Nitrile Glove Allergy Guide
Nitrile gloves are commonly used in hospitals, cleanrooms, restaurants, and industry to protect the wearer from hazards. Allergies to nitrile gloves are a factor to consider when outfitting your team with disposable gloves.
Can you be allergic to nitrile gloves?
Nitrile is a synthetic latex alternative that may cause allergic reactions in a minority of people. You may not be allergic to nitrile, but a chemical additive or dye is used in the manufacturing process.
Are nitrile gloves latex-free?
Yes! Nitrile gloves are 100% latex-free and are suitable for those with latex allergies. There are more differences between latex and nitrile, such as chemical resistance, tactile sensitivity, and tensile strength.
Nitrile gloves are free of all latex proteins and nitrile allergies are 5x less common than latex allergies.
What causes nitrile allergies?
Nitrile glove allergies are caused by rubber accelerators such as thiurams, mercaptobenzothiazole, dithiocarbamates, and other additives. The most common symptoms include a red and itchy rash after wearing nitrile gloves for an extended period.
Can nitrile allergies cause contact dermatitis?
Contact dermatitis is a skin condition similar in effect to eczema. Contact dermatitis is common among people who wear gloves for extended periods of time but can be prevented by wearing gloves designed for people with eczema.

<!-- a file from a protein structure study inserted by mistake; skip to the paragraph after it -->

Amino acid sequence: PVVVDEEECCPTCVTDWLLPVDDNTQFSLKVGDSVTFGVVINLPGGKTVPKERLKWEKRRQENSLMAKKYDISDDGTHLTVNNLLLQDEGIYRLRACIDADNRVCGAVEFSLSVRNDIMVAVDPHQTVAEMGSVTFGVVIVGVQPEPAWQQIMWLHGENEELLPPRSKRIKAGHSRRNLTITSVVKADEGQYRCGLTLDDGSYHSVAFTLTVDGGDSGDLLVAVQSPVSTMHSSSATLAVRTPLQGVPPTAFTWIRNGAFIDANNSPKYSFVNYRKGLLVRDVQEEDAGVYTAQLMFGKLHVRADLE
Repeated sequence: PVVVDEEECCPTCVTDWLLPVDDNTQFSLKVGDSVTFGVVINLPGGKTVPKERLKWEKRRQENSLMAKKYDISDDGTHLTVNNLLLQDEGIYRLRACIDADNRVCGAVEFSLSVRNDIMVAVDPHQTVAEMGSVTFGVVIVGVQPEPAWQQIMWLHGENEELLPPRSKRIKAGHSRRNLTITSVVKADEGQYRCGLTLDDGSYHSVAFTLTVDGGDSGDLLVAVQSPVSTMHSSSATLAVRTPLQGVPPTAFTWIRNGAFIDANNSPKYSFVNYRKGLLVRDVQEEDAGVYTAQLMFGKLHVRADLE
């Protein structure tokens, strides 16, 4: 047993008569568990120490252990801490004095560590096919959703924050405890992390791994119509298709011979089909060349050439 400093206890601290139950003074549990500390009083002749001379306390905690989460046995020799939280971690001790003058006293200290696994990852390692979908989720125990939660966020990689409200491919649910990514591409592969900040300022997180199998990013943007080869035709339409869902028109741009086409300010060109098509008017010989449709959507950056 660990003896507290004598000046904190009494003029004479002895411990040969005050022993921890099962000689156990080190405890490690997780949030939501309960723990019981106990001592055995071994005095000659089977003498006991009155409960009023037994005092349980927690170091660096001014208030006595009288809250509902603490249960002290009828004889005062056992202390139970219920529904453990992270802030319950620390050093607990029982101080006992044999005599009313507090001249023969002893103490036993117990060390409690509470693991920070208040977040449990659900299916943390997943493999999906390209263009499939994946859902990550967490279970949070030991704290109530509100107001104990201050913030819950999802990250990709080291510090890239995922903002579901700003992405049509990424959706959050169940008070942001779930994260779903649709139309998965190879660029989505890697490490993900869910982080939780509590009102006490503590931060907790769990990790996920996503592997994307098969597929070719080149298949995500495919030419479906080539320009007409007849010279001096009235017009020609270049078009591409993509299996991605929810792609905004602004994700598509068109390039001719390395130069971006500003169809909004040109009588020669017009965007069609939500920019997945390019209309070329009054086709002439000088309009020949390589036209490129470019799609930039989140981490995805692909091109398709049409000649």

Can nitrile gloves cause skin irritation?
Yes! Less than 4% of people who wear nitrile gloves for an extended time experience skin irritation. However, you are more likely to experience irritation if you wear gloves for hours without changing them.
What is the purpose of chemical additives?
Chemical additives change the consistency of nitrile in the manufacturing process, allowing the rubber to take shape. Some additives may increase the material’s tensile strength, durability, or texture.
Dyes are commonly used to change a glove’s color, but most people don’t find this to cause an allergic reaction.
What are the symptoms of nitrile glove allergies?
Hives, a skin rash, cracked and irritated skin, and flaking are common symptoms. If you take off a nitrile glove and feel a wave of relief, you might be allergic. You can get an allergy test at your local doctor’s office to be sure.
Excessive sweating when wearing nitrile gloves may be a sign of an allergy. Try gloves for sweaty hands if you want a nitrile alternative.